Joel Mann is a trial proven attorney, who will achieve the best result in your case based on your unique circumstances. For many first-time drug possession offenders, Attorney Mann gets the charges reduced or dismissed.

The Law Office of Joel M. Mann, Chtd. diligently represents both tourists and local residents facing drug charges in Las Vegas and Clark County, Nevada. Contact Joel Mann at (702) 474-6266 for a confidential consultation.

Resources

  1. National Geographic, Facts: Last Vegas “Interesting Facts Related to This Episode, September 28, 2012- http://channel.nationalgeographic.com/drugs-inc/articles/facts-las-vegas/
  2. Ohio Administrative Code Rule 3301-20-01: http://codes.ohio.gov/orc/3319.31
  3. Comprehensive Guide to Bar Admission Requirements: http://www.ncbex.org/pubs/bar-admissions-guide/2016/index.html#p=19
  4. Requirements for Licensed Law Enforcement Careers: https://www.tcole.texas.gov/sites/default/files/documents/le_careers_lic_requir_11.pdf

 

Nevada Prescription Drug Abuse

Pills2

Nevada Prescription Drug Abuse

Prescription drug dependency and abuse has become a nationwide health epidemic claiming approximately 50 lives each day and over 16,000 lives each year. Compared to national averages:

  • Nevada ties as one of the top states in writing painkiller prescriptions
  • Nevadans consume over two times as many prescription drugs as any other state; and
  • Clark County has more deaths by drug overdose from prescription narcotics than by any other street drug

The ease of obtaining a prescription and the lack of transparency in prescription drug history are both to blame for the prescription drug abuse epidemic.

New Law SB288

Senate Bill No. 288 was created in an attempt to combat the rise in prescription drug abuse by monitoring prescription history. The Bill proposed that all authorized personnel who handle commercially manufactured prescription narcotics be granted access to a prescription drug database, and required to maintain access to this database by logging in at least twice a year.

It also granted the State Board of Pharmacy and the Investigation Division of the Department of Public Safety the authority to discipline those who failed to comply. These new requirements for those authorized to write and fill prescriptions would help support the National Drug Control Strategy. After months of revisions, Senate Bill 288 was passed and went into effect as NRS 453.1545 on January 1, 2016

NRS 453.1545  outlined the state’s computerized prescription monitoring program (PMP) requirements:

  1. Board of Pharmacy Registrants who prescribe controlled substances are required to register with the PMP
  2. Board of Pharmacy Registrants registered with the PMP are required to monitor the system and view
  3. Provision’s to NRS 453.1545 are enforceable by the occupational licensing boards within that state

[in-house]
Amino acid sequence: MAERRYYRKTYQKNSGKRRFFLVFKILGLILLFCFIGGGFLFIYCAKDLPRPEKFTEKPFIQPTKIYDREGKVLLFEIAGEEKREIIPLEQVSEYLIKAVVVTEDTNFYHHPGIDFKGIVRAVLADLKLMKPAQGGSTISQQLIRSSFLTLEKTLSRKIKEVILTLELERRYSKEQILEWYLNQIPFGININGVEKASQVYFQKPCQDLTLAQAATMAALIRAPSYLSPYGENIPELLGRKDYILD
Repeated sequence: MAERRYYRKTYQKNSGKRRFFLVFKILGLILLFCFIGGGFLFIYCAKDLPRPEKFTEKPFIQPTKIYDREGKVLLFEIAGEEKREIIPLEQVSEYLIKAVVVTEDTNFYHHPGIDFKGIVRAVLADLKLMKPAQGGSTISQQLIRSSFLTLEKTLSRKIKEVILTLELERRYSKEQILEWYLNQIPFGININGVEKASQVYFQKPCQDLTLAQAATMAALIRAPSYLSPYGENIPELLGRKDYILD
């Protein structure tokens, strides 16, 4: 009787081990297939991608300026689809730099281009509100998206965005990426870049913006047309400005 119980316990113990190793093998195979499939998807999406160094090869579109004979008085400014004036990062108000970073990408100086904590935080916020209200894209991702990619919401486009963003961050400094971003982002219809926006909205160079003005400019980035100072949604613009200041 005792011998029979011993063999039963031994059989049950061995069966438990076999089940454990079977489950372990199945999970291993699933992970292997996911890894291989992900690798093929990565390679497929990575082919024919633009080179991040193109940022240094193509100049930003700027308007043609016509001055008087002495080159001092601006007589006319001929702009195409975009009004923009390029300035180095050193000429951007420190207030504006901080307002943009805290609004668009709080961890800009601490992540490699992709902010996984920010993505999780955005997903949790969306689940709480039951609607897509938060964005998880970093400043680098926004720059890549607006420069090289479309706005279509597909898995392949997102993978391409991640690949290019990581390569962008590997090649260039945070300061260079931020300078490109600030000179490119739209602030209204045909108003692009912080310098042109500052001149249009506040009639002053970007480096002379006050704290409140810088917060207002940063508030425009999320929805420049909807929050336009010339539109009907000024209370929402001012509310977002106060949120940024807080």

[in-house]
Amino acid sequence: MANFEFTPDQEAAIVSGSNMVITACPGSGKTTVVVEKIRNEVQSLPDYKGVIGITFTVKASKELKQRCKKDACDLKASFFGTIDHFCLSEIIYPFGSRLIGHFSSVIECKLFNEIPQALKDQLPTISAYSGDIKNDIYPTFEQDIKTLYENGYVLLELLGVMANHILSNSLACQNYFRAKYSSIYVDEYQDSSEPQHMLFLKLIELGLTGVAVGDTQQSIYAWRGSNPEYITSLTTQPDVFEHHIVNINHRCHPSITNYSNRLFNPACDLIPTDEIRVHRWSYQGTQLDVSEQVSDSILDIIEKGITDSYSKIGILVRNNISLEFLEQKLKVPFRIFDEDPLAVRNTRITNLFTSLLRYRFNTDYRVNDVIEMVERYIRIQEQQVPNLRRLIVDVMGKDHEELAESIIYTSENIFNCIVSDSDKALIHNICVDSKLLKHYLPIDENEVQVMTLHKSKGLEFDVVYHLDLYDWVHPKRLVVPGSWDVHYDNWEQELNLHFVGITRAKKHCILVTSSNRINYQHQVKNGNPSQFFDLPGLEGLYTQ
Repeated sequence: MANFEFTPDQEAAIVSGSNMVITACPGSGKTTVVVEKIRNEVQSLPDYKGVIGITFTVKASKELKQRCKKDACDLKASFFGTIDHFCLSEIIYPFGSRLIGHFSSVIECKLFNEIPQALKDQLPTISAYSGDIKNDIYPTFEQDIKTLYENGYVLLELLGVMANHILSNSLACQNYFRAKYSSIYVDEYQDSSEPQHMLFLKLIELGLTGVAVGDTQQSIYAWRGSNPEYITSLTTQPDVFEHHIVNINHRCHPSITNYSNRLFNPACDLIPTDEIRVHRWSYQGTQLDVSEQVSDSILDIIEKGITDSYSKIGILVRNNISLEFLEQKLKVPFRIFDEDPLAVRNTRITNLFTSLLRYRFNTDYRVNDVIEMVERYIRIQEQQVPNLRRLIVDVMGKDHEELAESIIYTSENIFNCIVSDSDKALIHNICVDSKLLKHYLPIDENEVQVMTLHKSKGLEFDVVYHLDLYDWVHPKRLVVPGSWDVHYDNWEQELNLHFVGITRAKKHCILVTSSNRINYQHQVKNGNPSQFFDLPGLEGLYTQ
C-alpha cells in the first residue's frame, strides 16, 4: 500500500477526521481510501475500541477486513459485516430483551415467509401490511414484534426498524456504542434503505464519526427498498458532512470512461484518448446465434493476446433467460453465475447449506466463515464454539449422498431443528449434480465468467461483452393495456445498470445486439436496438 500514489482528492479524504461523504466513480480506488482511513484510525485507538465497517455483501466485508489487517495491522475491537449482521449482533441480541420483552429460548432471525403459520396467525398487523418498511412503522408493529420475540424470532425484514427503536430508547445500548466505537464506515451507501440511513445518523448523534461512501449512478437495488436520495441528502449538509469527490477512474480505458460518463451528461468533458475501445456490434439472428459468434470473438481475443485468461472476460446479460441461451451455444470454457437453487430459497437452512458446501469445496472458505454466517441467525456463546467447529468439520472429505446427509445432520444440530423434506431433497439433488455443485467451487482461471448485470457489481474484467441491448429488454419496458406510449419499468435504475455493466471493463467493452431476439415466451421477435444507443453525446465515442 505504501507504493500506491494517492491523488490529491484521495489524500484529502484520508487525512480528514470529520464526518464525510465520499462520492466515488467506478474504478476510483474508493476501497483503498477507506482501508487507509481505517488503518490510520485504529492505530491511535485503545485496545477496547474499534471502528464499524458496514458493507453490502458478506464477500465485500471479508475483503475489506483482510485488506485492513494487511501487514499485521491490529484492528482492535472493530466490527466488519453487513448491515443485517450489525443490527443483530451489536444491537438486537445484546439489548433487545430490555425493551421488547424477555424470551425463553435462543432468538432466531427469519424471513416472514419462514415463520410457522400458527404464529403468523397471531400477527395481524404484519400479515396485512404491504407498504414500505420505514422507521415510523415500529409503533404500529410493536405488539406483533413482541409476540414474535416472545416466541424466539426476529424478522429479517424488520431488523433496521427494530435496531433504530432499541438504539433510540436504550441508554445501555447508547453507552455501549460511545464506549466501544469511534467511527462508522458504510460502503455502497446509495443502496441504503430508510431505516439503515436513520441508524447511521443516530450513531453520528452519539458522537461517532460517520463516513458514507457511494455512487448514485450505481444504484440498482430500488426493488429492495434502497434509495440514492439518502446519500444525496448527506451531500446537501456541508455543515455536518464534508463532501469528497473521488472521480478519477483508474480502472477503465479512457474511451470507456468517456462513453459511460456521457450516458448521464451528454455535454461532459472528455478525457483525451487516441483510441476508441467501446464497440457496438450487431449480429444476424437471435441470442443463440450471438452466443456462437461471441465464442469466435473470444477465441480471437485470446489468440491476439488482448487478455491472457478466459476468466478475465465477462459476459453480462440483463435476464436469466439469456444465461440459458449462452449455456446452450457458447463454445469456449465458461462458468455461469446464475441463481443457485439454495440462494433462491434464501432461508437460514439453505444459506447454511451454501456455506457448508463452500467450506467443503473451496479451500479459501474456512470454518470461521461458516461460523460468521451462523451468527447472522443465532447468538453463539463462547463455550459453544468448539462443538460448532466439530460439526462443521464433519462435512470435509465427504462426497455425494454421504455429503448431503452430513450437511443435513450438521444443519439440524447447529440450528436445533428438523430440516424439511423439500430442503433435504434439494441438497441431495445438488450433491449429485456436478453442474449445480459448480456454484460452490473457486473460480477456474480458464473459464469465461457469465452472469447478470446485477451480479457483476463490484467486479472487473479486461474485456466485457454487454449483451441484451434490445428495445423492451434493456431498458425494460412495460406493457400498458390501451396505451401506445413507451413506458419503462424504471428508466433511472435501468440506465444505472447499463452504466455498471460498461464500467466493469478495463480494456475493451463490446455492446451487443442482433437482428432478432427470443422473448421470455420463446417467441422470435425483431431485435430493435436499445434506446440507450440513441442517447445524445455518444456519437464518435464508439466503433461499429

The new law tightens regulations on doctors, pharmacist, and other medical personnel to ensure that they are using the prescription monitoring database to track drug prescriptions as well as flag cases of potential drug abuse.

Prescription Pill Offenses

Contrary to popular belief, charges for possession of a controlled substance (which includes prescription pills) is very serious offense in Nevada. Types of arrest for prescription pill offenses include:

  • doctor shopping
  • possession of a medication without proof of a prescription
  • illegal possession of medication; and
  • prescription fraud

Individuals charged with prescription pill fraud can result in:

  • a category C felony for doctor shopping punishable by a 1-5 year prison sentence and fined up to $10,000
  • First and Second convictions for illegal possession of prescriptions is punishable by a category E felony punishable by 1-4 year prison sentence
  • Three or more conviction for illegal possession of prescription pills can result in a category D felony punishable by a 1-4 year prison sentence and/or a fine up to $20,000

Additionally, doctors and medical personnel who are charged with prescription pill offenses in Nevada can be charged with a category C felony punishable by a1-5 year prison sentence and fined up to $10,000.

Conclusion

In the state of Nevada, drug crimes are not treated leniently, and penalties for the sale, use or possession of controlled substances can be harsh.

If you have been arrested and charged with prescription fraud, illegal possession of a prescription or doctor shopping in Clark County or the surrounding areas, contact the Law Office of Joel M. Mann to discuss your criminal charges.

Joel Mann is an experienced Las Vegas drug lawyer who will do everything in his power to help you achieve the most desirable outcome in your situation. Call (702) 474-6266 today for a free consultation about your alleged drug crime in Las Vegas.

Las Vegas Arrests on New Year’s Eve 2015-16

iStock_000003177126SmallIf you are coming to Las Vegas to celebrate on New Year Eve you need to be aware of the dangers in your revelry.  The amount of tourist traveling to nightclubs and gentlemen’s club will substantially increase as many people come to Las Vegas to ring in the New Year. Many club-hoppers, who overindulge in drugs and alcohol, make bad decisions. The loud music, dancing, and crowds often influence people take chances they wouldn’t normally take.  Make sure you do not put yourself another statistic.

Law enforcement officers with the Las Vegas Metropolitan Police Department (“LVMPD”) use this opportunity to crack down on drug crimes and rack up arrests for a variety of related offenses, including DUI.